Monday, May 16, 2011
L.A. private investigator Nick Cruz (Antonio Banderas, DESPERADO) is hired by former boxer/ex-convict Anton 'The Pro' Protopov (Robert Maillet, SHERLOCK HOMES) to find his pen pal stripper girlfriend, Lexi Persimmon, and the $30M worth of diamonds she was holding for him. Cruz takes the case, following a trail that leads to a porn director (Snoop Dogg, HOOD OF HORROR), a trio of corrupt cops, and, finally to a small New Mexico town, where an eccentric billionaire named Simon Kestral (Sam Elliott, ROADHOUSE) has built a giant, underground particle accelerator, which he intends to use to recreate the Big Bang that created the universe, and, hopefully, prove the existence of the theoretical "God particle." Can Cruz find his quarry before Kestral's experiment renders the whole matter moot by destroying the world?
THE BIG BANG is a sly and stylish film noir homage that borrows its structure - and a number of specific scenes - from Edward Dmytryk's 1944 movie, MURDER MY SWEET, an adaptation of Raymond Chandler's novel, Farewell, My Lovely. This familiar framework has been adorned with a variety of offbeat characters, some snappy dialogue, and a liberal splash of quantum mechanics. The mystery itself isn't all that much, but there are a couple of cute twists in the third act.
Krantz' direction is good, and the photography by Shelly Johnson (THE WOLFMAN) is gorgeous; atmospheric and evocative in its use of light and color. The film uses a fair amount of CGI, but not to the extent of something like SIN CITY, and what CGI there is, is well executed and mostly effective. The cast is uniformly good, especially Elliott as the stoner superbillionaire and the trio of Thomas Kretschmann, William Fichtner and Delroy Lindo as the dirty cops dogging Cruz's investigation. Also worthy of mention is lovely Autumn Reeser (NO ORDINARY FAMILY), as a sexy, quirky waitress working in a desert diner.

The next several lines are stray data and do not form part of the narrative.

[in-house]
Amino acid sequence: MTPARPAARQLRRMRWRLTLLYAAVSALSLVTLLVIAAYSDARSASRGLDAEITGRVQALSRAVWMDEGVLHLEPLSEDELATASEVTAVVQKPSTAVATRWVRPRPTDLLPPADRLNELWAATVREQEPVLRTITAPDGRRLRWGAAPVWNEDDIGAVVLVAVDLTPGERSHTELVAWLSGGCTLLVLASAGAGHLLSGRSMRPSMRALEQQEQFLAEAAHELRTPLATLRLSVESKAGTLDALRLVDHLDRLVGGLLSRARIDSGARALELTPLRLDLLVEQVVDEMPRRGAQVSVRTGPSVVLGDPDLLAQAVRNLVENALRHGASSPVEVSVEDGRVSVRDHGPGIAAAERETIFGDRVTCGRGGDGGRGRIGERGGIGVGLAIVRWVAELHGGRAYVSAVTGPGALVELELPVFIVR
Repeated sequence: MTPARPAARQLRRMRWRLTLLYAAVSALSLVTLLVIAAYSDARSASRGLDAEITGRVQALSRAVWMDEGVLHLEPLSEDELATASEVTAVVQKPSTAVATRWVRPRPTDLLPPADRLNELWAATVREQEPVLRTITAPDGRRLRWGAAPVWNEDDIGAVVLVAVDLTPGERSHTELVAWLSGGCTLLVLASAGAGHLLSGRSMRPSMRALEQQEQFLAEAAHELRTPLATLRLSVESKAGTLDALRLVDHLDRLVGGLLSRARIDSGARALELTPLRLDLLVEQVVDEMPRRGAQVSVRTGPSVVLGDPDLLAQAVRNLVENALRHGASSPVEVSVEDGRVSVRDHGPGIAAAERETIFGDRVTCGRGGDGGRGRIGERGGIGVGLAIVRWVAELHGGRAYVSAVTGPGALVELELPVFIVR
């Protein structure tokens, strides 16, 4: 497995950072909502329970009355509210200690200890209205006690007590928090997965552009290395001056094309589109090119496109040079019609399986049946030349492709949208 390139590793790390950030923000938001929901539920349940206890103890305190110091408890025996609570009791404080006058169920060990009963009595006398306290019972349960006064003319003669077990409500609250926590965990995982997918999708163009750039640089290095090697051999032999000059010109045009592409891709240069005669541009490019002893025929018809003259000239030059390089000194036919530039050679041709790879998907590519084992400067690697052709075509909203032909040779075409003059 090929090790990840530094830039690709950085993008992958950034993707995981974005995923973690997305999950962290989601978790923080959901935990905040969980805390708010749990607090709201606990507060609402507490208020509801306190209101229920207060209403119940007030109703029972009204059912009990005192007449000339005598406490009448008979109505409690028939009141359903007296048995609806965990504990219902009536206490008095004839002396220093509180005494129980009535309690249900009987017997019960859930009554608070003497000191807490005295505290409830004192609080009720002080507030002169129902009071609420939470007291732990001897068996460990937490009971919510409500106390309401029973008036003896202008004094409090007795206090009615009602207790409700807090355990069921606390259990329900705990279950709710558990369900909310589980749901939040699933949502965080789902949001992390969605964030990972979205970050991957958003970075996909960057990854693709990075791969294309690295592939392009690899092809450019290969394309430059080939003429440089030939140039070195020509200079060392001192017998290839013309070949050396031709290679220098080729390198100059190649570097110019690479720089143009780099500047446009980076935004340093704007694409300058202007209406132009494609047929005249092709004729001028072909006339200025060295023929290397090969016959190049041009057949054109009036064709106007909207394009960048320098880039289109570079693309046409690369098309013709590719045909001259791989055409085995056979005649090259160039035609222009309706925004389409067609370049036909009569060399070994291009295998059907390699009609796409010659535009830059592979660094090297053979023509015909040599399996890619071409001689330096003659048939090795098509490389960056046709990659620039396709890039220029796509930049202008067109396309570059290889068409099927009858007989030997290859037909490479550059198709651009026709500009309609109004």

Ultimately, THE BIG BANG is a bit too derivative and self-conscious to be a truly great film. Many fans of classic film noirs and private eye flicks will find it far too familiar, and I suspect many viewers will find it too over-the-top to take seriously. Me, I liked it okay, but I was rather hoping for more.
Anchor Bay Entertainment treats THE BIG BANG quite well on Blu-ray, with a razor-sharp, stunning 1080p, 2.40:1 widescreen transfer, with rock-solid blacks, perfect colors, and fine detail. The Dolby TruHD 5.1 audio is robust and clear. Extras include an informative audio commentary by director Krantz and producer Reece Pearson, a "Making Of" featurette, and a selection of extended scenes. It is also available on standard DVD.
Beautiful to look at and a fun ride, THE BIG BANG is at least worth checking out. The cast is good, and the story is reasonably engaging, with some wit and a few surprises. I enjoyed it.
BUY: The Big Bang [Blu-ray]
BUY: The Big Bang [DVD]